The Quartet Op.59 No.1 shocked Beethoven’s contemporaries as he strode into new territory - it was even described as ‘unplayable’. Join the Elias Quartet to explore it from the inside out.
6.15pm – 7pm: Recital Room, City Halls (unreserved seating)
Free entry to ticket holders of the 7.30pm concert on first come, first served basis

Postlude featuring Elias String Quartet Beethoven: Quartet No.11, Op.95 (“Serioso”)
A quartet Beethoven considered fit “for a small circle of connoisseurs and is never to be performed in public”, Op.95 is an astounding work – Beethoven’s shortest quartet, and one of his most rewarding. A delightful close to the day.
9.45pm – 10.15pm: Grand Hall, City Halls
Free entry to ticket holders of the 7.30pm concert


An illustrated talk: Getting To The Heart of Beethoven’s Last Three Sonatas
A musical journey like no other, Beethoven’s last three sonatas were written concurrently between 1820 and 1822. There is plentiful evidence to suggest that he viewed them as a cycle – ideas pass from one to the other and create an immense musical canvas. In advance of his performances of all three sonatas in the evening, join Llyr Williams for his personal insights and perspectives.
Sunday 28 September, 3.30pm
Recital Room, City Halls (unreserved seating)
Free but ticketed
Running time: 45 mins

Beethoven - The Late Quartets Elias String Quartet
Beethoven: Quartet No.12 in E flat, Op.127
Beethoven: Quartet No.13 in B flat, Op.130

Beethoven wrote his late quartets to commission, and often their gestation and composition overlapped. This was far from uncommon with him, but when it comes to these works, both completed in 1825, the miracle is how utterly different they are.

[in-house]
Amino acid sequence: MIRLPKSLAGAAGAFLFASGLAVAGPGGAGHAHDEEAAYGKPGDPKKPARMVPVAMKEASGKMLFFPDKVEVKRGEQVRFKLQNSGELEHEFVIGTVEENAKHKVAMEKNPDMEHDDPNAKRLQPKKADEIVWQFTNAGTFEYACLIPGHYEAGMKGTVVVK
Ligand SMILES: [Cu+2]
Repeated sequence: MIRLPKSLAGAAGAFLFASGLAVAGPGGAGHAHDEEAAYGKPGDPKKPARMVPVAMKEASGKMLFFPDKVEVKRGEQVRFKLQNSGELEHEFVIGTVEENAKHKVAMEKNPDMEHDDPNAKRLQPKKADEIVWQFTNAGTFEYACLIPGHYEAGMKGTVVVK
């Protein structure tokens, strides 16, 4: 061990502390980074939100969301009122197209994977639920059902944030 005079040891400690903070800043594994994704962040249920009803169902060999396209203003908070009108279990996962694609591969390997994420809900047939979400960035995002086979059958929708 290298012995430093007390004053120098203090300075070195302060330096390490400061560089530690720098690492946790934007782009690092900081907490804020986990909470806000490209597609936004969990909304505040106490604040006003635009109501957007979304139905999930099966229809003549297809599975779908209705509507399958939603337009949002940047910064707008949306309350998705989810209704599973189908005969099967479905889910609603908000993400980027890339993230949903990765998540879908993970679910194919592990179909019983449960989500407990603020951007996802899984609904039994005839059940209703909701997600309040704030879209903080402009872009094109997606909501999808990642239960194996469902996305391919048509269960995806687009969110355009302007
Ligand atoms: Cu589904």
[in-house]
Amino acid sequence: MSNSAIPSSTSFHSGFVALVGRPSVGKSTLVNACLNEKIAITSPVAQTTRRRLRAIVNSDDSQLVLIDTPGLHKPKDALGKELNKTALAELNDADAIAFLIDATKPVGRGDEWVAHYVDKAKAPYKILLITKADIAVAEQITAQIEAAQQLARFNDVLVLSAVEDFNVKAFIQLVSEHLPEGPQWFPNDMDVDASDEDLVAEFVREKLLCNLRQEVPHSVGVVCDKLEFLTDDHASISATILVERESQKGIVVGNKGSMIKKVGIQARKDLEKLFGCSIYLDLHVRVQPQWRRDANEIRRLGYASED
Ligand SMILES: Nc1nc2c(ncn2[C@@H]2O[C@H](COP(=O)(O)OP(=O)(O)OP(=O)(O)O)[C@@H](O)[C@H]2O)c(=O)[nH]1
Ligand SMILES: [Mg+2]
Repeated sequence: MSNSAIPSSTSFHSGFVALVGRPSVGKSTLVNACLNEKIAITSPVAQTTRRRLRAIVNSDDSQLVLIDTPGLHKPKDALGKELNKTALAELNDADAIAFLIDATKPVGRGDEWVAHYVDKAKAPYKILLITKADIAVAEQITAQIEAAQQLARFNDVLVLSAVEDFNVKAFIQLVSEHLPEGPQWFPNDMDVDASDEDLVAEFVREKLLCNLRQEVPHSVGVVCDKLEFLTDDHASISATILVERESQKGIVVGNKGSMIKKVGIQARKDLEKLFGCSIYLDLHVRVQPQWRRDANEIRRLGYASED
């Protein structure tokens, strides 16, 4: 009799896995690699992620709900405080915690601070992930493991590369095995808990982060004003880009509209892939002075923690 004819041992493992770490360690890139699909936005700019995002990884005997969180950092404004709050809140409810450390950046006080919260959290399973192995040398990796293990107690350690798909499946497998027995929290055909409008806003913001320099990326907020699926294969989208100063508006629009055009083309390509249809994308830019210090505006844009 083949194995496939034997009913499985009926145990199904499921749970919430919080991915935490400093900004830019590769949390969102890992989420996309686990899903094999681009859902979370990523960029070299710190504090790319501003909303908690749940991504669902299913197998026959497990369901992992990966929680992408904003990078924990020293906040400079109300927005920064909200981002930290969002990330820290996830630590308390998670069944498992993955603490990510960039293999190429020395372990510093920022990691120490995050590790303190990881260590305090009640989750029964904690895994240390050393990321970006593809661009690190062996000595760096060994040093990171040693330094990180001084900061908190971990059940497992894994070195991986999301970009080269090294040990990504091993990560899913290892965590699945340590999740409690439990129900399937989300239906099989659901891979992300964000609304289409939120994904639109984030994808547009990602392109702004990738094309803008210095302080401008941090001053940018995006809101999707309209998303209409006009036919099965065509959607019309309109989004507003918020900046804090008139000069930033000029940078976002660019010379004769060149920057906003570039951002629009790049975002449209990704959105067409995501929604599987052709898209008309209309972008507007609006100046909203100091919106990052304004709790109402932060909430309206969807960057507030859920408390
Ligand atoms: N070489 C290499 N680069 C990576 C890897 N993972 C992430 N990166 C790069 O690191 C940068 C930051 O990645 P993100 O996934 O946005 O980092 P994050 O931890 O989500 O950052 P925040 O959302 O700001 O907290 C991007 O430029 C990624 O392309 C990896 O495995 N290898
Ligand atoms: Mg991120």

Sunday 28 September, 4.30pm
Grand Hall, City Halls, (reserved seating)
£10 (£8)
Running time: 1hr 50 mins including interval

Beethoven - The Last Three Sonatas
Llyr Williams piano
Beethoven: Sonatas Op.109, 110 and 111
Beethoven’s last three sonatas over a towering climax to his cycle of 32. Each is a great work in its own right, but grows in stature when heard as part of this cycle of three. There is plenty of debate regarding whether or not Beethoven intended them to be performed together like this, but it is indisputable that they make an epic musical journey.
Sunday 28 September, 7.30pm
Grand Hall, City Halls (reserved seating)
£10 (£8)
Running time: 1hr 15 mins with 2 short pauses

Middle Beethoven -Sonatas & Quartets 1801-08 
Llyr Williams piano Elias String Quartet
Beethoven: Sonata No.12 in A flat, Op.26
Beethoven: Sonatas Op.27 No.1 (Moonlight) and No.2 (Quasi una fantasia)
Beethoven: Quartet No.7 in F, Op.59 No.1
The music of Beethoven’s ‘middle period’ is dominated by maverick departures from the classical heritage of his youth. Unpredictable, ceaselessly inventive, this spirit of adventure and experiment manifests itself in innumerable ways, but most obviously in the freedom that he increasingly allows himself formally, harmonically and melodically. This concert offers a flavour of the sheer range of his output in just seven years, from 1801-1808.
Saturday 27 September, 7.30pm
Grand Hall, City Halls (reserved seating), £15 (£13)
Running time: 2hrs 10 mins including interval